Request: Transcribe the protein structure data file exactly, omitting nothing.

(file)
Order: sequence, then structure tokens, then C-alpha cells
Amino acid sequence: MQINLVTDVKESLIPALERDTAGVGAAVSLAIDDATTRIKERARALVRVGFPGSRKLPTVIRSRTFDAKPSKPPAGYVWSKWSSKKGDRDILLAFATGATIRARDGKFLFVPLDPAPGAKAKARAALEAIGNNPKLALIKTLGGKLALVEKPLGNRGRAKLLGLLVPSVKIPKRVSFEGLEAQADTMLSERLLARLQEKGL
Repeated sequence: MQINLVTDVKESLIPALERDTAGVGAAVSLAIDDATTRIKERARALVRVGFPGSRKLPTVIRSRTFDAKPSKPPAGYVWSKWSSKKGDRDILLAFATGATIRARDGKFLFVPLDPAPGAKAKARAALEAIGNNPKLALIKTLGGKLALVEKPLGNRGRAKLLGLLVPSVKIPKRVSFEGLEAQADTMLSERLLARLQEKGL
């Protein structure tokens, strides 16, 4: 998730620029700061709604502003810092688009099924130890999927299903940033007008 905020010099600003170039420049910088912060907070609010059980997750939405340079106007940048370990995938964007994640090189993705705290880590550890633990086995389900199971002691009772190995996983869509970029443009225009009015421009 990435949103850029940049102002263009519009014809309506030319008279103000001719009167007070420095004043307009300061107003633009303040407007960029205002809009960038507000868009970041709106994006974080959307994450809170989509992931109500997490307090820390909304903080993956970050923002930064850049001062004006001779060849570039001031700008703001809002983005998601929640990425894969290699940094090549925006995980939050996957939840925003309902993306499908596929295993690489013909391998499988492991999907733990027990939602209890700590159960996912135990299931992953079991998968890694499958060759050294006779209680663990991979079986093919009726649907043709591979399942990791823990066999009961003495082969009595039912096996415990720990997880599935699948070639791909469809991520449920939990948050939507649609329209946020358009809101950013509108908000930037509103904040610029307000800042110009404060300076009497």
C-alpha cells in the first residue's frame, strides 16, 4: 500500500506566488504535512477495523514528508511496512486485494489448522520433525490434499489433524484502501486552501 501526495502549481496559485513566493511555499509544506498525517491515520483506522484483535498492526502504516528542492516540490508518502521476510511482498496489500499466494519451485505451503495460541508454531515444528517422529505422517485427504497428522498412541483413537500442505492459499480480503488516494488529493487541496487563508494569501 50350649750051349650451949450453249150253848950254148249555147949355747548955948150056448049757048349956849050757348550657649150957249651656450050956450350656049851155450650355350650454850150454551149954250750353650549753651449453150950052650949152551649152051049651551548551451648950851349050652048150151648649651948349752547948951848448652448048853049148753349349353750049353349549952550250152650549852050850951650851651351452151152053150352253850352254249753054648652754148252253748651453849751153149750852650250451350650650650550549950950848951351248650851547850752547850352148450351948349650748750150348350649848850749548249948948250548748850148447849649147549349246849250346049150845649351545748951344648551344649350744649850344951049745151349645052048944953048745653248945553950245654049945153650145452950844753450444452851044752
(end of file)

Order: sequence, then structure tokens, then C-alpha cells
Amino acid sequence: MQINLVTDVKESLIPALERDTAGVGAAVSLAIDDATTRIKERARALVRVGFPGSRKLPTVIRSRTFDAKPSKPPAGYVWSKWSSKKGDRDILLAFATGATIRARDGKFLFVPLDPAPGAKAKARAALEAIGNNPKLALIKTLGGKLALVEKPLGNRGRAKLLGLLVPSVKIPKRVSFEGLEAQADTMLSERLLARLQEKGL
Repeated sequence: MQINLVTDVKESLIPALERDTAGVGAAVSLAIDDATTRIKERARALVRVGFPGSRKLPTVIRSRTFDAKPSKPPAGYVWSKWSSKKGDRDILLAFATGATIRARDGKFLFVPLDPAPGAKAKARAALEAIGNNPKLALIKTLGGKLALVEKPLGNRGRAKLLGLLVPSVKIPKRVSFEGLEAQADTMLSERLLARLQEKGL
């Protein structure tokens, strides 16, 4: 998730620029700061709604502003810092688009099924130890999927299903940033007008 905020010099600003170039420049910088912060907070609010059980997750939405340079106007940048370990995938964007994640090189993705705290880590550890633990086995389900199971002691009772190995996983869509970029443009225009009015421009 990435949103850029940049102002263009519009014809309506030319008279103000001719009167007070420095004043307009300061107003633009303040407007960029205002809009960038507000868009970041709106994006974080959307994450809170989509992931109500997490307090820390909304903080993956970050923002930064850049001062004006001779060849570039001031700008703001809002983005998601929640990425894969290699940094090549925006995980939050996957939840925003309902993306499908596929295993690489013909391998499988492991999907733990027990939602209890700590159960996912135990299931992953079991998968890694499958060759050294006779209680663990991979079986093919009726649907043709591979399942990791823990066999009961003495082969009595039912096996415990720990997880599935699948070639791909469809991520449920939990948050939507649609329209946020358009809101950013509108908000930037509103904040610029307000800042110009404060300076009497």
C-alpha cells in the first residue's frame, strides 16, 4: 500500500506566488504535512477495523514528508511496512486485494489448522520433525490434499489433524484502501486552501 501526495502549481496559485513566493511555499509544506498525517491515520483506522484483535498492526502504516528542492516540490508518502521476510511482498496489500499466494519451485505451503495460541508454531515444528517422529505422517485427504497428522498412541483413537500442505492459499480480503488516494488529493487541496487563508494569501 50350649750051349650451949450453249150253848950254148249555147949355747548955948150056448049757048349956849050757348550657649150957249651656450050956450350656049851155450650355350650454850150454551149954250750353650549753651449453150950052650949152551649152051049651551548551451648950851349050652048150151648649651948349752547948951848448652448048853049148753349349353750049353349549952550250152650549852050850951650851651351452151152053150352253850352254249753054648652754148252253748651453849751153149750852650250451350650650650550549950950848951351248650851547850752547850352148450351948349650748750150348350649848850749548249948948250548748850148447849649147549349246849250346049150845649351545748951344648551344649350744649850344951049745151349645052048944953048745653248945553950245654049945153650145452950844753450444452851044752